Case Report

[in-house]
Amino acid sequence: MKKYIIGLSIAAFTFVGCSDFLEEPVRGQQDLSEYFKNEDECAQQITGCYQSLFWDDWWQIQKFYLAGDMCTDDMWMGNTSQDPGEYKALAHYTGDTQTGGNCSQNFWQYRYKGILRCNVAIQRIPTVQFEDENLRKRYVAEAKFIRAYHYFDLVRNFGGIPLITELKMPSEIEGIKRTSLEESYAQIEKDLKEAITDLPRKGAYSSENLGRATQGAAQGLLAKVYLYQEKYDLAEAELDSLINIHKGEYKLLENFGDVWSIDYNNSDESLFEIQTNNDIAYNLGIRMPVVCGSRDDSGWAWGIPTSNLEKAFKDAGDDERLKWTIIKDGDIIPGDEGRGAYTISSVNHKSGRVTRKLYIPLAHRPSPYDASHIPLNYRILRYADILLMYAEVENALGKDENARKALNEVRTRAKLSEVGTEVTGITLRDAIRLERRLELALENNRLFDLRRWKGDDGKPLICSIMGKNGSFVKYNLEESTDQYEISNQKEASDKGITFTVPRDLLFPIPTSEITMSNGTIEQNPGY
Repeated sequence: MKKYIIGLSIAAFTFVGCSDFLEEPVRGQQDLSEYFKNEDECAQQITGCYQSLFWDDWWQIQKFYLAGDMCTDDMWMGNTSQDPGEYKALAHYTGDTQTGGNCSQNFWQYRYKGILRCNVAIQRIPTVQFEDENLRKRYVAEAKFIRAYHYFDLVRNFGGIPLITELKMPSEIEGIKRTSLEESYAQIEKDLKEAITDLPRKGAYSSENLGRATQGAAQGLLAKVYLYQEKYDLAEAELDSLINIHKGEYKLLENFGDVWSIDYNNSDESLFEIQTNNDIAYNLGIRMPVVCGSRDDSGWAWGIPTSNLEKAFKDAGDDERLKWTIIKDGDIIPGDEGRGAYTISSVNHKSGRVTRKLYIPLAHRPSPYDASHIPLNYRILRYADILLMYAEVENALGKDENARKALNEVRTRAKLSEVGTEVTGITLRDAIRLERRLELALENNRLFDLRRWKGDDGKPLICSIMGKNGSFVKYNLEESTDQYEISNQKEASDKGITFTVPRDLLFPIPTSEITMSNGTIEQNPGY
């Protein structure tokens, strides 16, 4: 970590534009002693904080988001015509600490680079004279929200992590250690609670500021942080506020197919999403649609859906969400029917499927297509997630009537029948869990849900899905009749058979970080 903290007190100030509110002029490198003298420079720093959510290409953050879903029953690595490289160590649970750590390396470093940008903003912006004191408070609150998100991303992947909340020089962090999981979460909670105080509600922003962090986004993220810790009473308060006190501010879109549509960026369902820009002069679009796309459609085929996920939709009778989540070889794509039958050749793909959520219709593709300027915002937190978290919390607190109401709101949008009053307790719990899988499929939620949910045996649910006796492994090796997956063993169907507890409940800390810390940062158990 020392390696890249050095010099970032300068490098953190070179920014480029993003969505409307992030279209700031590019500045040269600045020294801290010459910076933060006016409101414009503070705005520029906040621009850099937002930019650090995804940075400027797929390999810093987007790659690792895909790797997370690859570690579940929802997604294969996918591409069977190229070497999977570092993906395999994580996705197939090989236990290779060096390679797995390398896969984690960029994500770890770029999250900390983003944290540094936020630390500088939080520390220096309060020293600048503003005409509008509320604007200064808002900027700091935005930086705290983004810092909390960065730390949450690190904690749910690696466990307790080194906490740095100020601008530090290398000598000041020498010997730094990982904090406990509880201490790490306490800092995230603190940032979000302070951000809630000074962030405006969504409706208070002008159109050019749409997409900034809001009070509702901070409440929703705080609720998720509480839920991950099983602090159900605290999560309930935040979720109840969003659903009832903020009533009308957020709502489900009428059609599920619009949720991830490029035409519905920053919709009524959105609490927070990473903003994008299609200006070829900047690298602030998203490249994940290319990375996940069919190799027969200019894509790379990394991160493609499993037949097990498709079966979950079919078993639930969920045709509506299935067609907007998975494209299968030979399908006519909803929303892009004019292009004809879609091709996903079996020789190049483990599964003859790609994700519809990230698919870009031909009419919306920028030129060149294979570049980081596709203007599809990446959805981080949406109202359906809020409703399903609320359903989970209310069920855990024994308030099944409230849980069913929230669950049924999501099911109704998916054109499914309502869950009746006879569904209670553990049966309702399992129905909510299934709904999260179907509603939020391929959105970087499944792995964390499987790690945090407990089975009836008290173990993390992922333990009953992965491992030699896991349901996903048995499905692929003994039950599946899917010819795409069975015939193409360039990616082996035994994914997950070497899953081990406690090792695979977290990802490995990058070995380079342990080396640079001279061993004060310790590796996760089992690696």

A 23 year old woman, Para3, Living 3, day one of full-term normal vaginal delivery was referred from a peripheral hospital to tertiary care institute in view of acute postpartum uterine inversion with severe hemorrhage and shock. Patient had a uneventful full term vaginal delivery and delivered a male child of 3.5 kg. Following delivery of the baby, the third stage of labor was prolonged for one hour and placenta was removed by on duty staff nurse by traction on the umbilical cord which had lead to placental separation with uterine inversion and postpartum haemorrhage. Manual reposition of uterine inversion was attempted in the same hospital, which filed. The details of the same were not available. The patient arrived 4 hours later to our institute. She was in agonizing pain with severe pallor, with pulse rate of 155 bpm and blood pressure of 70/50 mm Hg. Per abdomen examination showed cupping at the fundus with uterine size of 12 week. Speculum examination revealed a fleshy mass (inverted uterus) upto the cervical os with fresh bleeding. Antishock measures were taken and antibiotic therapy was instituted. A Foley’s catheter was passed into the bladder. Her hemoglobin was 4.4 g%. Her coagulation profile were normal. Blood transfusion was started. During examination under general anesthesia a small defect was felt at the uterine fundus more on the left side and hence a diagnosis of uterine rupture with inversion was made. An exploratory laparotomy was performed. Operative findings revealed uterus inverted in the fundal region with bilateral fallopian tubes, ovaries and round ligaments dragged upto the uterovesical fold of peritoneum, and 200 ml of hemoperitoneum. Huntington procedure was performed for correction of uterine inversion in which Allis’ forceps were placed in the cup of the inversion and gentle upward traction was applied.[4] In view of tight constriction ring, simultaneously vaginal assistance was also obtained by pushing up the fundus with the palm of the hand and fingers in the direction of long axis of cervix. Repeated clamping and traction was continued until the inversion was corrected. After correction of uterine inversion a complete uterine rupture of 5 cm was noted at the uterine fundus. Uterus was pale and flabby and bleeding was present from the rupture site. Hence an obstetric hysterectomy was performed. Approximate blood loss was 1.5 liters and duration of surgery was 2 hours. Intraoperatively and postoperatively 6 units of blood, 4 units of fresh frozen plasma and 2 units of cryoprecipitate were given. Postoperative course was uneventful and patient was discharged on day 7 of surgery. Histopathology of the hysterectomised uterine specimen showed villi penetrating the myometrium suggesting of placenta accreta with rupture uterus.